2019 Brazilian Riverine Mission

190220-N-ZW825-0384 SAO CARLOS, Brazil (Feb. 20, 2019) Lt. Cmdr. John Roman and Brazilian navy Lt. Leandro Guedes examine a young patient during a medical clinic in Sao Carlos, Brazil, Feb. 20. (U.S. Navy photo by Mass Communication Specialist 1st Class Byron C. Linder/Released)

By: LCDR John Roman, MC (FMF), USN

LCDR Roman is a Staff Dermatologist at Navy Medical Center Portsmouth

I had been on bilateral exercises before – missions with the Korean and Indonesian Marine Corps, respectively, and spent time with the Thai Medical System. Lessons learned from these experiences emphasized the importance of building rapport with our partners and attentively working to further develop our relationship. As a member of the 2019 Brazilian Riverine Mission, I quickly realized this operation was going to be different from previous exercises and had the chance to be special.

We immersed ourselves immediately into their culture by living on their ship, eating every meal together and socializing every day. They were our friends and colleagues. We worked side by side, practicing medicine with their medications and their equipment, and we learned a great deal from each other. While there were no translators, most Brazilian doctors spoke English.

Prior to leaving I knew none of that, but I did know that small social gestures are key to building lasting relationships. So before the mission, I wanted to make sure that I could speak basic Portuguese. At the very least, I wanted to have a few phrases to use in the clinic to make patients more comfortable and a few phrases to use socially. When we first met with our Brazilian partners and their spouses, I decided to test my elementary language skills.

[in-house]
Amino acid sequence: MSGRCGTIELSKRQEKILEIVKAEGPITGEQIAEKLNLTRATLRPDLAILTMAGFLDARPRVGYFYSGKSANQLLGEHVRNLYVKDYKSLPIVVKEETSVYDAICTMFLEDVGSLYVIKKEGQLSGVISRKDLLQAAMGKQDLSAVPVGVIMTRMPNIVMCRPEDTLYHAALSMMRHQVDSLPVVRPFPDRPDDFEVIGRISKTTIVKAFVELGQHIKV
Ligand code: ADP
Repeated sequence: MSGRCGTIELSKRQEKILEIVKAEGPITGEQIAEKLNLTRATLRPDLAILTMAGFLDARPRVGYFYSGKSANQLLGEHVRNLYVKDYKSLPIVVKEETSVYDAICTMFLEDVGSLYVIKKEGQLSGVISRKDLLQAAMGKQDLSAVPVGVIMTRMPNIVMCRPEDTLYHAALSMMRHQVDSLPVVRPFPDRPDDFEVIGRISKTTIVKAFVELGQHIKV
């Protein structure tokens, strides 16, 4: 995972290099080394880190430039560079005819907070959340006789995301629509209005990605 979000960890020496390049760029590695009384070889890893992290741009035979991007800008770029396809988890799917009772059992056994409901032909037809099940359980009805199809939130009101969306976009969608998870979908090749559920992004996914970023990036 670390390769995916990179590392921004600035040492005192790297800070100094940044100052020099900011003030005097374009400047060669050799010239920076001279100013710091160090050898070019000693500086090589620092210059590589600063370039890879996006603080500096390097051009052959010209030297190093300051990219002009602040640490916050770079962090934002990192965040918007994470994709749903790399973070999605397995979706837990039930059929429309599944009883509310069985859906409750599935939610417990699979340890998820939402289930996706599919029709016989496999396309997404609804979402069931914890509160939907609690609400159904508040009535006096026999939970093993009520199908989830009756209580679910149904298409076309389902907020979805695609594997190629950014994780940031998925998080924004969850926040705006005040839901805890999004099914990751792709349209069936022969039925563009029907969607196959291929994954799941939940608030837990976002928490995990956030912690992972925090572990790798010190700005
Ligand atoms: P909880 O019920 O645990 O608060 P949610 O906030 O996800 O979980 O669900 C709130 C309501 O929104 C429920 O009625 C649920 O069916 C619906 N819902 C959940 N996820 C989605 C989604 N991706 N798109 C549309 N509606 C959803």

“Boa tarde! Me chamo John. Prazer em conhecer você”
“Good morning! My name is John. It is a pleasure to meet you.”

I fumbled the words, but I could tell from the Brazilians that it didn’t really matter. Engaging in their native language was enough and the act of trying is what registered. Over the course of a meal punctuated with laughter, we traded Portuguese comments and remarks for English ones. These interactions began to lay the foundation of a successful mission.

While Portuguese might not have been my forte, we found another avenue to build understanding by leveraging our diverse medical backgrounds. Our team was comprised of doctors with specialties including pediatrics, infectious disease, family practice, dermatology, gynecology and general surgery – we all had unique perspectives that we brought to the mission. In tandem with the Brazilians who had experience with populations in the Amazon, our team began to speak a common language that would benefit our patients and bring us closer together.

Our clinics were set up in large rooms, allowing different specialties to work together in real time. We were each paired with a Brazilian doctor and together would see around 30 patients a day, learning from each other’s medical acumen. Before becoming a Dermatologist I was a General Medical Officer for two years, but my skills were rusty. When seeing general medical concerns, I was comfortable turning to help from our Brazilian colleagues or other specialists and vice versa. This culture of collaboration and trust was crucial and led to joint ventures between the two nations in ultrasound diagnostics, telemedicine and informatics with the potential to impact much greater numbers of underserved people. These efforts laid the groundwork for meaningful change for long after we left.

The relationships we built between treating patients drove the lasting impact beyond the scope of our mission. In between clinics, there was downtime moving from village to village. Many of our team members brought their favorite board games while the Brazilians shared their favorite video games. The games allowed the team to relax, take our minds off patient care and continue getting to know and trust each other. As the mission concluded, we decided to leave one of the board games with the Brazilians as a gift and token of our appreciation for a successful mission, each of the Americans signing the box.

When I was a younger officer, bilateral missions were opportunities to immerse myself in my professional duties and responsibilities while getting to see the world. As I’ve continued in my career, I’ve started to understand that the most impactful engagements are born out of the moments between the tasks at hand. The time spent with our partners, exchanging everything from best practices to board games, are what strengthen and reinforce the alliances that ensure a readier Force and a safer world.